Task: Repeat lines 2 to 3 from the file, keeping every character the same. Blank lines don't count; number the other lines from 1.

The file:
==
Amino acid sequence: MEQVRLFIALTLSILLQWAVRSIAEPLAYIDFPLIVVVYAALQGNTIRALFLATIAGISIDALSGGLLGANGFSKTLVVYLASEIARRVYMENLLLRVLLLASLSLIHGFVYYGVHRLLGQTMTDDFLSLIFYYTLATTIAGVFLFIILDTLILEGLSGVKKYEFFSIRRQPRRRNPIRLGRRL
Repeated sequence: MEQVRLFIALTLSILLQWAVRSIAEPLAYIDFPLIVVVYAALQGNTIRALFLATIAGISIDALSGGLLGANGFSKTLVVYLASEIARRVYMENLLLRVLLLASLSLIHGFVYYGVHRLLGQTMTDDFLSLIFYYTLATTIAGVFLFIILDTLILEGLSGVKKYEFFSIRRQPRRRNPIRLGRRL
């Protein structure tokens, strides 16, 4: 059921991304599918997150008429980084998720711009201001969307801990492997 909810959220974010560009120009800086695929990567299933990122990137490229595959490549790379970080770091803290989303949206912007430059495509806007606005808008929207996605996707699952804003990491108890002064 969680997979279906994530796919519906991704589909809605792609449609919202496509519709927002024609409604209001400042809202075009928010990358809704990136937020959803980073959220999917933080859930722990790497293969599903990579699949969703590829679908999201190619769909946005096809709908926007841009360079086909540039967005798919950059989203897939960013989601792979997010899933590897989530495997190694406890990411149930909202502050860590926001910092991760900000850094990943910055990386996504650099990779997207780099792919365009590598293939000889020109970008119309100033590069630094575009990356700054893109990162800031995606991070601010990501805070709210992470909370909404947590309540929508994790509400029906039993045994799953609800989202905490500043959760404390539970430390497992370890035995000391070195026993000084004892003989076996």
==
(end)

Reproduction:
Repeated sequence: MEQVRLFIALTLSILLQWAVRSIAEPLAYIDFPLIVVVYAALQGNTIRALFLATIAGISIDALSGGLLGANGFSKTLVVYLASEIARRVYMENLLLRVLLLASLSLIHGFVYYGVHRLLGQTMTDDFLSLIFYYTLATTIAGVFLFIILDTLILEGLSGVKKYEFFSIRRQPRRRNPIRLGRRL
């Protein structure tokens, strides 16, 4: 059921991304599918997150008429980084998720711009201001969307801990492997 909810959220974010560009120009800086695929990567299933990122990137490229595959490549790379970080770091803290989303949206912007430059495509806007606005808008929207996605996707699952804003990491108890002064 969680997979279906994530796919519906991704589909809605792609449609919202496509519709927002024609409604209001400042809202075009928010990358809704990136937020959803980073959220999917933080859930722990790497293969599903990579699949969703590829679908999201190619769909946005096809709908926007841009360079086909540039967005798919950059989203897939960013989601792979997010899933590897989530495997190694406890990411149930909202502050860590926001910092991760900000850094990943910055990386996504650099990779997207780099792919365009590598293939000889020109970008119309100033590069630094575009990356700054893109990162800031995606991070601010990501805070709210992470909370909404947590309540929508994790509400029906039993045994799953609800989202905490500043959760404390539970430390497992370890035995000391070195026993000084004892003989076996």